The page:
There’s no denying that addiction makes people act in ways they otherwise wouldn’t. When the body and mind are wired to desire a substance or a specific activity, the craving becomes nearly impossible to resist and people can behave in unexpected ways.

The difference between addictive behaviors and behavioral addictions

When you’re doing internet searches on “addictive behaviors” you might come across something called behavioral addiction. Behavioral addiction is when an action, rather than a substance, rewires brain chemistry in the same manner that drug and alcohol addiction does.

The only behavioral addiction recognized by the Diagnostic and Statistical Manual of Mental Disorders is Gambling Disorder, but advocates have pushed for internet gaming and pornography to be included, as well as several others. These behavioral addictions replicate the circular pattern of substance addiction by affecting a person’s pleasure, memory and reward areas of the brain.

Addictive behaviors can revolve around a number of things. The most common behavioral addictions can include:

  • Internet addictions (such as video games or online shopping)
  • Pornography addictions
  • Exercise addictions
  • Sex addictions
  • Work addictions
  • Food-related addictions
  • Hoarding (or addiction to collecting things)
  • Addictions related to appearances such as piercings, tattoos, dying hair or even plastic surgery

When addiction is out of control

It’s important to note that people may regularly partake in an activity without developing an addiction. Many people are able to shop, get tattoos, indulge in sweets and fulfill other practices without it interfering in their lives. These behaviors only become addictions when they are all-consuming and impair functioning in relationships, work, or normal daily life.

Here are some signs that partaking in an activity has escalated into an addictive behavior:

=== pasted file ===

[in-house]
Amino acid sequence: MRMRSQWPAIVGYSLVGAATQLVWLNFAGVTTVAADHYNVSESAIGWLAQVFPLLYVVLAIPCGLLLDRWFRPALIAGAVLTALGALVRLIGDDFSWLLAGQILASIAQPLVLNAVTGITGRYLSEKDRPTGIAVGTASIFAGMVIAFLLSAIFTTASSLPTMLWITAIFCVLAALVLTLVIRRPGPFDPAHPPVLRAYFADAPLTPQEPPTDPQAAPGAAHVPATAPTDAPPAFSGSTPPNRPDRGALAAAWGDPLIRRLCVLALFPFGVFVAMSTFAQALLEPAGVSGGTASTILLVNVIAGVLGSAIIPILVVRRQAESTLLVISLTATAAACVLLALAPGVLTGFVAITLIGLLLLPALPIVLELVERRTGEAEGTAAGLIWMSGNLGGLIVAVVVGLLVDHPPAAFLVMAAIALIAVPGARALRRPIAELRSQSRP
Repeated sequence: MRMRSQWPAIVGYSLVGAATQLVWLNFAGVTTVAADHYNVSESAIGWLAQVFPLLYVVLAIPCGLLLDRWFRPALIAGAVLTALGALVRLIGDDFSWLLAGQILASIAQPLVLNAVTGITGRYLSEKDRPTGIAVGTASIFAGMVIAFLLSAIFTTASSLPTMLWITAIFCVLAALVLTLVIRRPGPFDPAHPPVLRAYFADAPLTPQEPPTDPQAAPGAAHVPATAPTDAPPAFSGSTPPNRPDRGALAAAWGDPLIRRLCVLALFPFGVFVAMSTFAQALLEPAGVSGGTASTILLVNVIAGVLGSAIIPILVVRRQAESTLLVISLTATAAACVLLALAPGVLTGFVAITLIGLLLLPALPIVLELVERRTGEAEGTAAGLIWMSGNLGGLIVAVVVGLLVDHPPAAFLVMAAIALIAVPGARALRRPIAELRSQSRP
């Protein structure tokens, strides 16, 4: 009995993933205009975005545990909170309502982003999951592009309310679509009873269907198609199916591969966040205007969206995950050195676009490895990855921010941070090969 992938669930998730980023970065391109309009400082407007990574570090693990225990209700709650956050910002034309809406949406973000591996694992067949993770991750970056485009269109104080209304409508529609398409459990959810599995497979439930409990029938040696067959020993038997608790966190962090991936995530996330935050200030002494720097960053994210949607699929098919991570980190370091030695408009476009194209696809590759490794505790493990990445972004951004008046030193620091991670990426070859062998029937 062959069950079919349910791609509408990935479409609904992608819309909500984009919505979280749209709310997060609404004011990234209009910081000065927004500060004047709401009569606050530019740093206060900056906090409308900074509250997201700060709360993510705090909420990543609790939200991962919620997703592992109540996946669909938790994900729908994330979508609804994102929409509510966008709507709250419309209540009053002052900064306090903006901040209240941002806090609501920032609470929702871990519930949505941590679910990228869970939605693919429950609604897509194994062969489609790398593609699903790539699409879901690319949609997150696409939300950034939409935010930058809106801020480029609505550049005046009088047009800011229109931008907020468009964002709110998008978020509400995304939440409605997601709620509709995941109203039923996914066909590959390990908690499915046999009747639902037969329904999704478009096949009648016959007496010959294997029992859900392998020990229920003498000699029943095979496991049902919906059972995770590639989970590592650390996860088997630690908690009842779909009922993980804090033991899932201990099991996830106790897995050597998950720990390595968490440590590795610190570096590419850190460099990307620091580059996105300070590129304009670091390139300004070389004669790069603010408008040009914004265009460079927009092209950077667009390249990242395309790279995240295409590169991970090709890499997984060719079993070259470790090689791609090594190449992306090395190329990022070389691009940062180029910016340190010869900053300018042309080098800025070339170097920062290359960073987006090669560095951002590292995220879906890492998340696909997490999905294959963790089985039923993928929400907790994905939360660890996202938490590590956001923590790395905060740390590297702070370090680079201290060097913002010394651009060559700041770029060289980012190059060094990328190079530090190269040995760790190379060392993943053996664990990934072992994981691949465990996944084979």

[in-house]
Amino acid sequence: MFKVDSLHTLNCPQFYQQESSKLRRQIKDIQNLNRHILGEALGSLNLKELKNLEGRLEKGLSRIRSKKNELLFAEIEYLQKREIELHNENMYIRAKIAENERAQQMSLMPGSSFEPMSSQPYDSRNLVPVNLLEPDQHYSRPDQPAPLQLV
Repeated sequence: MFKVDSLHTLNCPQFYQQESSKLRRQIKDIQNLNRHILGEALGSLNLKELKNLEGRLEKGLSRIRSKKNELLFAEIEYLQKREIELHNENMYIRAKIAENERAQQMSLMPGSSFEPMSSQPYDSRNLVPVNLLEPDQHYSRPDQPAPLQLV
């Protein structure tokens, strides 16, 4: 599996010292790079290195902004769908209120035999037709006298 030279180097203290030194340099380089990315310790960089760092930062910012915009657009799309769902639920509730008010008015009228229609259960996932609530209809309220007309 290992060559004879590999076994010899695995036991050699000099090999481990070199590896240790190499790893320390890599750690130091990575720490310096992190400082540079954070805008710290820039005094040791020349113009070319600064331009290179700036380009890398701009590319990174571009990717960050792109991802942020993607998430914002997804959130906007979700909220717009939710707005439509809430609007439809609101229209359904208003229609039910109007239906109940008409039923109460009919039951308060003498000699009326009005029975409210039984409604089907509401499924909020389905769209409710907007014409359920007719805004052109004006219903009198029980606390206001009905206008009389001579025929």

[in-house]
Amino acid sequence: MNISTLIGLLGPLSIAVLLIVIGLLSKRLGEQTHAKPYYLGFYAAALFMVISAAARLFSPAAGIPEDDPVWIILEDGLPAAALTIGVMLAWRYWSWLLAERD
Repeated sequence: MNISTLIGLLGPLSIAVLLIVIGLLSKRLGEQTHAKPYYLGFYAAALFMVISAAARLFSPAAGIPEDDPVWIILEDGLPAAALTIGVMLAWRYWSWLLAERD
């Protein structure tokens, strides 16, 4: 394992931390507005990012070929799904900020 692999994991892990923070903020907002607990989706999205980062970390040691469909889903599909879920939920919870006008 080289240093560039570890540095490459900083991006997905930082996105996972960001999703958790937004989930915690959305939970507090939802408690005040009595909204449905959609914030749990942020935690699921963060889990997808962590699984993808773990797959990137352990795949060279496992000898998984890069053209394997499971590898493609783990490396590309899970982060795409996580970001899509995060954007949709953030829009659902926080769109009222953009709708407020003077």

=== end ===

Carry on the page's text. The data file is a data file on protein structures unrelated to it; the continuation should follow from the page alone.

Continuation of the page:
• The activity dominates other activities, even those the person used to enjoy
  • The behavior causes regret, guilt, depression or anxiety
  • The person denies or hides the behavior
  • The behavior leads to increasingly severe consequences
  • Relationships are negatively affected and conflict becomes more frequent
  • The behavior causes financial strain
  • The person seeks more opportunities to engage in the behavior
  • The behavior becomes impulsive
  • The person relies on the behavior to feel normal
  • The person experiences withdrawal-like symptoms when unable to do the activity
  • Even when the person does not want to do the activity, he or she feels that it is necessary

Whether someone is struggling with a behavioral or substance addiction, his or her behavior is bound to change. At first, these changes might be small and hard to notice, like making strange excuses, but over time they will escalate, even to the point of dangerous or illegal behavior.

Treatment for addictive behavior

Although there is limited available literature regarding behavioral addictions, there is increasing advocacy to study these addictions and a push to include them in the Diagnostic and Statistical Manual of Mental Disorders.

From studies conducted thus far, it seems that treatments effective for substance addictions are also effective for behavioral addictions. Thus, psychotherapy – including cognitive-behavioral therapy (CBT) — and medication are the first line of defense. Social support and a healthy lifestyle can also bolster recovery.

When loved ones stop acting like themselves

One of the hardest things about addiction is that it often robs an individual of their personality. Addiction steals a person’s energy and passion and directs it toward obtaining a substance or continuing a behavior. Often, family and friends are left wondering what happened to the person they love.

If your relationship with someone has been impacted by addiction, know that you should feel empowered to seek help, too. Counseling can help you to process your emotions and find peace when you cannot change a loved one’s behavior.

Showing support

Do I lend my brother money? Do I offer to drive my partner when she drinks too much? Do I compliment my friend’s unhealthy fitness and dietary practices? When a loved one is struggling with an addiction, it can be tricky to figure out the best way to show that you care without enabling him or her to continue the addiction. 

Luckily, you don’t have to answer these hard questions alone. Finding help for yourself or your loved one who is struggling with addictive behavior is the best step you can take toward freedom. Treatment can grant peace of mind and protect well-being, and it all starts with a phone call.

Real Recovery offers inpatient and outpatient treatment and well as family services for those struggling with addictions and their loved ones. Call (855) 363-7325 to get the help you need today.